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I like my code to be written well; however, I have run into not really an problem, but more of a question about conventions. Say I have this class.

public class Test {

    public void doStuff() {
        System.out.println("stuff");
    }
}

This class is not going to be extended, so should it be final? I know that when you don't want a class to be extended you make it final; however, in this case the class isn't going to be extended. Sorry if that is confusing. I am basically wondering if you should make every class that isn't going to be extended final.

marked as duplicate by gnat, Bart van Ingen Schenau, user22815, durron597, Dan Pichelman May 19 '15 at 18:54

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up vote 13 down vote accepted

One of the rules for checkstyle that I have a love/hate relationship with is in the Class Design section - Design For Extension. I've often found myself turning it off because it is annoying to follow to a 'T' - especially on large legacy projects where it isn't followed (having a bajillion warnings from check style makes it harder to fix any of them).

That said, its a rather simple rule:

The exact rule is that nonprivate, nonstatic methods of classes that can be subclassed must

  • be abstract or
  • be final or
  • have an empty implementation.

If you can subclass a class, you should make it so that it can be extended in a meaningful way.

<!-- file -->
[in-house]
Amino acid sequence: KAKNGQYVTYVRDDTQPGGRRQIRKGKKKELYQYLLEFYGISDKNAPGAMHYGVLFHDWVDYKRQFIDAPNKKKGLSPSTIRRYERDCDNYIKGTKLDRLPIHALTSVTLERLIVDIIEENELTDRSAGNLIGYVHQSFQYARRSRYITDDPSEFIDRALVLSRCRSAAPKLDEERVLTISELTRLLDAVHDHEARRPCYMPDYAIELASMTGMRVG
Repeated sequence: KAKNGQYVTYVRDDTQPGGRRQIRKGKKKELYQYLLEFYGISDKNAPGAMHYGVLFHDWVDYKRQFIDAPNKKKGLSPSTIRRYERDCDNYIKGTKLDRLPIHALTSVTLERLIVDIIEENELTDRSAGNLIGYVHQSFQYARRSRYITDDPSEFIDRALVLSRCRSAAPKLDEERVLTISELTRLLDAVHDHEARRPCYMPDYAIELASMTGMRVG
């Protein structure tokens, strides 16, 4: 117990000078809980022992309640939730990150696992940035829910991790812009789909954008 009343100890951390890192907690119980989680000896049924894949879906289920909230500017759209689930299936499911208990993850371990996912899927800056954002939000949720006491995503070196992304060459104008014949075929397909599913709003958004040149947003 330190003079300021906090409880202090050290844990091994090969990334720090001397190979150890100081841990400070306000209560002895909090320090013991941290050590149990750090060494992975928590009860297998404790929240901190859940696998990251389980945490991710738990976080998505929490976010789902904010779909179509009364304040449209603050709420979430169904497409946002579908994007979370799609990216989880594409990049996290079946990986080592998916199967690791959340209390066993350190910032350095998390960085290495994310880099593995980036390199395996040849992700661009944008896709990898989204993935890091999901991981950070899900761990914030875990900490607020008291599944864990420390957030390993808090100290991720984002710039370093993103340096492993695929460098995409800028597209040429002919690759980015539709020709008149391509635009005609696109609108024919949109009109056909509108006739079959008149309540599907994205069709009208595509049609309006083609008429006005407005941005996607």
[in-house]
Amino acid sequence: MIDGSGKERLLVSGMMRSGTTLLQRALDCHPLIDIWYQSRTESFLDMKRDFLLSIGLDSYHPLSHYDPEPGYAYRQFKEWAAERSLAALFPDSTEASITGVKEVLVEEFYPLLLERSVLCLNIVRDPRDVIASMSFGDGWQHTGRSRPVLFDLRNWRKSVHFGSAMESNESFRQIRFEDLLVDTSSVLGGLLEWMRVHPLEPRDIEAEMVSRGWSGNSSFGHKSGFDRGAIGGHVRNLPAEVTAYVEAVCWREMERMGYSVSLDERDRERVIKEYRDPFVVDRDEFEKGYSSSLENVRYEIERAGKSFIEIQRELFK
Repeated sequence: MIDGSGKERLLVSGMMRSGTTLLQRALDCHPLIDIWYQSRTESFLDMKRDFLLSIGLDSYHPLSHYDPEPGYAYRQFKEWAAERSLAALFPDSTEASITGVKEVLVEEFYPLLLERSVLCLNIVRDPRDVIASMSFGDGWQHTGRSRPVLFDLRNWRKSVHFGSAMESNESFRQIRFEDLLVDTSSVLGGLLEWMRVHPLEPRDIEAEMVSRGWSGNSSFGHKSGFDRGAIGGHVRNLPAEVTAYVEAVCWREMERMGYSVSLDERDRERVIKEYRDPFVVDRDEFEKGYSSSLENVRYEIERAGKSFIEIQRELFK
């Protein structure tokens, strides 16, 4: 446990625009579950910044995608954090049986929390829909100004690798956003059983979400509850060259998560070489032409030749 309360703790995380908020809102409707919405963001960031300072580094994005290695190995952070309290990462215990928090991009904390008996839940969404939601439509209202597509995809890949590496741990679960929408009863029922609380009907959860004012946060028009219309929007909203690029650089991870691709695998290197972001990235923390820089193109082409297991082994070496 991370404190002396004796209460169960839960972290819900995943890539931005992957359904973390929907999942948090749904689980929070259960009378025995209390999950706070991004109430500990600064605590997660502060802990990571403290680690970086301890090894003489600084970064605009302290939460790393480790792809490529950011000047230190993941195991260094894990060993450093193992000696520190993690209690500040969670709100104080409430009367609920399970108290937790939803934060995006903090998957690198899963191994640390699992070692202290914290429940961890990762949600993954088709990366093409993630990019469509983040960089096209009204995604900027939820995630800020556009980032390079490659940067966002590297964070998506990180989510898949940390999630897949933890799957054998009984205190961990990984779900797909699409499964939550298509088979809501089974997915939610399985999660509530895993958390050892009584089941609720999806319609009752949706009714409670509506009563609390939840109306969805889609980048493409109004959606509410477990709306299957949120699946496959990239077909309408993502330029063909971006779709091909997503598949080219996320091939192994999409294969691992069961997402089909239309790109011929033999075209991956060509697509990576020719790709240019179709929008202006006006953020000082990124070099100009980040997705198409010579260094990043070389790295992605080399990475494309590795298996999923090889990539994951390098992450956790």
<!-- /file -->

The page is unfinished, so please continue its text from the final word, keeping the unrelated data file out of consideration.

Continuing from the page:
"Wait," you say, "This is rule is about public non-static methods that either must be abstract, final, or have an empty implementation. What does this have to do with a final class?"

The exact rule is that non private, non static methods of classes that can be subclassed must ...

If you leave a class non-final, you are saying that it can be subclassed in a meaningful way. If it can't, then it shouldn't be able to be subclassed.

By making a class final, you are making it just a little bit harder for your co-worker to tinker with its innards by making a subclass that exposes all the methods that are implementation specific. There are few things as wonderful as tracking down a bug because an immutable you wrote was subclassed to become mutable - trust me on this.

Designing for inheritance is costly. It takes extra thought to make sure that you are doing it right. That someone else won't mess it up. By saying final class you are avoiding all of that and saying "no - this cannot be inherited" and making it that much easier to reason about.

If you are not spending the time to design the class for extensibility, the appropriate thing to do is make sure no one makes the mistake working from the belief that the class is extensible.

Related reading:

  • It is worth noting that this Checkstyle rule interferes with aspect oriented programming: If the class is final, an aop proxy can not extend the class. While one can work around this by additionally declaring a common interface for the proxy and the implementation class, this can get rather cumbersome, and lead to otherwise pointless duplication of method signatures and their documentation. Do you really want to declare an additional interface for every entity just to use your JPA provider's lazy loading feature? – meriton May 18 '15 at 9:51